We love seeing the growth of our past winners and want to share their sustainability journeys with you! In the following weeks, we will be following up with our past winners in our new “Where Are They Now” segment.
Q: Can you describe your current position and company?
A: I am currently Senior Manager of Sustainability at Co-operators Group. My team and I help the organization realize its vision of being a catalyst for a sustainable society.
Q: How are you contributing to reaching Canada’s climate change and emission goals?
A: We doubled-down on our climate commitment earlier this year—setting net-zero goals across both our operations (by 2040) and our investment portfolio (by 2050 at the latest), along with interim targets. Notably, we also set a new goal to significantly increase the positive externalities that we generate alongside financial returns through our investment portfolio. Specifically, by 2026, half of our invested assets will be in either impact investments or investments that support the transition to a sustainable, resilient, low-emissions society. This will increase to 60% by 2030. We believe it’s important for organizations to consider not only what negative impacts they wish to cease, but also the positive contributions they wish to increase.
Q: How has being recognized early on in your journey as a Clean50 emerging leader affected your journey?
A: The Clean50 community is deeply committed and powerfully catalytic. Being part of it has boosted my knowledge, broadened my network, and bolstered my authority as a change agent.
Q: Any upcoming exciting news that you would like to feature? What’s next?
A: I think a lot is going to change after COP26 this November. Policies are hardening, capital is mobilizing, and I believe society is increasingly receptive to structural change. The marathon of sprints has already begun for some, and I think we should all be ready to join in the coming months.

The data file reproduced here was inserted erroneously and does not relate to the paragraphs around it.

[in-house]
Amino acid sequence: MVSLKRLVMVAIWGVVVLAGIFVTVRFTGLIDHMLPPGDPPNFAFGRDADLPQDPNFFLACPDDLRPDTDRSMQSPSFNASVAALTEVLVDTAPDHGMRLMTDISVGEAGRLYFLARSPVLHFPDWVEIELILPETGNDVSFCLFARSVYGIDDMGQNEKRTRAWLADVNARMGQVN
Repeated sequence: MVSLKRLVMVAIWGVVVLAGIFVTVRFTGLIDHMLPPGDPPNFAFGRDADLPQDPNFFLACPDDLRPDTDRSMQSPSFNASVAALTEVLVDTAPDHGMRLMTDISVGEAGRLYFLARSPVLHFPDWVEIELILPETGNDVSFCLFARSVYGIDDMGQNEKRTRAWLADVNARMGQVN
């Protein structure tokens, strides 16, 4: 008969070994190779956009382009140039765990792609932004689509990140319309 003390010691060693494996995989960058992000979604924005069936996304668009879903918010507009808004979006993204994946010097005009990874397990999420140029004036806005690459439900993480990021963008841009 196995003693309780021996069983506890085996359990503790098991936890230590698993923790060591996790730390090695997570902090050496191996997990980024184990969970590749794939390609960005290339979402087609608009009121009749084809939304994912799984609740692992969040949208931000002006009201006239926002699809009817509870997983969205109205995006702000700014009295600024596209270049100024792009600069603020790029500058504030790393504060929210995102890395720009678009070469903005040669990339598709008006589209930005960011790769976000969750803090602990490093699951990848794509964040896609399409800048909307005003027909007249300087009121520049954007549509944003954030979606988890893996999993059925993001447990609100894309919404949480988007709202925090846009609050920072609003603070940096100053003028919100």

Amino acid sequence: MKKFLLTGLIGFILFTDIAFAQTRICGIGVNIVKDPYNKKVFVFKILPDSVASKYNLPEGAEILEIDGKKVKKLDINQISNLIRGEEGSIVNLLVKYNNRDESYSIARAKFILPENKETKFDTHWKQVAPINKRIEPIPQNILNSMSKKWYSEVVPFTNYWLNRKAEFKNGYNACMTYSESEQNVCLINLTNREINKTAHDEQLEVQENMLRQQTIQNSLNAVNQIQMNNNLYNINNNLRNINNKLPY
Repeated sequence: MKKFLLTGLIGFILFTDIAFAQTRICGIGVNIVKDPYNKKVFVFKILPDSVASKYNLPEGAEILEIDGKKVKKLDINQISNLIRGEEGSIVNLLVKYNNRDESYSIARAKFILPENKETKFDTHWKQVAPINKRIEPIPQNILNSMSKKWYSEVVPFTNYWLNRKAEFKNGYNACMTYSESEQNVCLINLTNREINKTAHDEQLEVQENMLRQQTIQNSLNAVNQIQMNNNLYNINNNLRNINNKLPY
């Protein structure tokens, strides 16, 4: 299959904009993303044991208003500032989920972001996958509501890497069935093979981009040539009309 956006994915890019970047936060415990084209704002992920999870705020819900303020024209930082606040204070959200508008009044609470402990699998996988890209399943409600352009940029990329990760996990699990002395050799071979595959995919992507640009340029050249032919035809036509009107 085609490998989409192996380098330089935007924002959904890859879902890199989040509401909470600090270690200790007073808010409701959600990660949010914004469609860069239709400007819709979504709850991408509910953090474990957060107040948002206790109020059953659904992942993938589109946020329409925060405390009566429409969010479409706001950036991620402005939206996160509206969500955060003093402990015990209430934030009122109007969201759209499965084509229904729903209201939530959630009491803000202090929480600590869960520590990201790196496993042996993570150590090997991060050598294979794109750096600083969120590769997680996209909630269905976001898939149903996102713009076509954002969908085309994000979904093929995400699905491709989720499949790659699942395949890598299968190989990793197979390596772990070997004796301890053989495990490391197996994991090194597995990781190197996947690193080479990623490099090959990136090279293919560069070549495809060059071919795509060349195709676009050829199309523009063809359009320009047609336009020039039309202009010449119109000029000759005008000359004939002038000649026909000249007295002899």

Q: Do you have any advice for young adults starting their sustainability careers?
A: I think some insight can be drawn by reflecting on how corporate climate action has evolved since I was recognized as a Clean50 Emerging Leader in 2015.
While Co-operators has long been an active public policy advocate for climate action, at that time our official carbon reduction targets focused on our own operations with limited inclusion of scope 3 emissions sources. Now, our operational emissions inventory includes a broad range of scope 3 sources, including very notably our investment portfolio, as I mentioned above.
One of the insights one might draw from this evolution is that climate action has proliferated across functions within organizations. This has big implications for sustainability professionals as we have needed to adapt our competencies (more systems thinking and collaboration, for example) and tactics (more engagement and dialogue) to meet this opportunity. The good news is that doing can significantly increase impact. I think many young adults have been educated and trained in these concepts—certainly more than I was when I entered the field in the early 2000s.
Another implication for young adults who are passionate about sustainability and starting their careers is that they can have significant impact in non-sustainability roles—as accountants, salespeople, procurement experts, HR professionals, etc. There are many more of these jobs than there are sustainability roles. While such roles may not be top of the list for the people reading this, the positive impact that can be achieved through them should not be underestimated.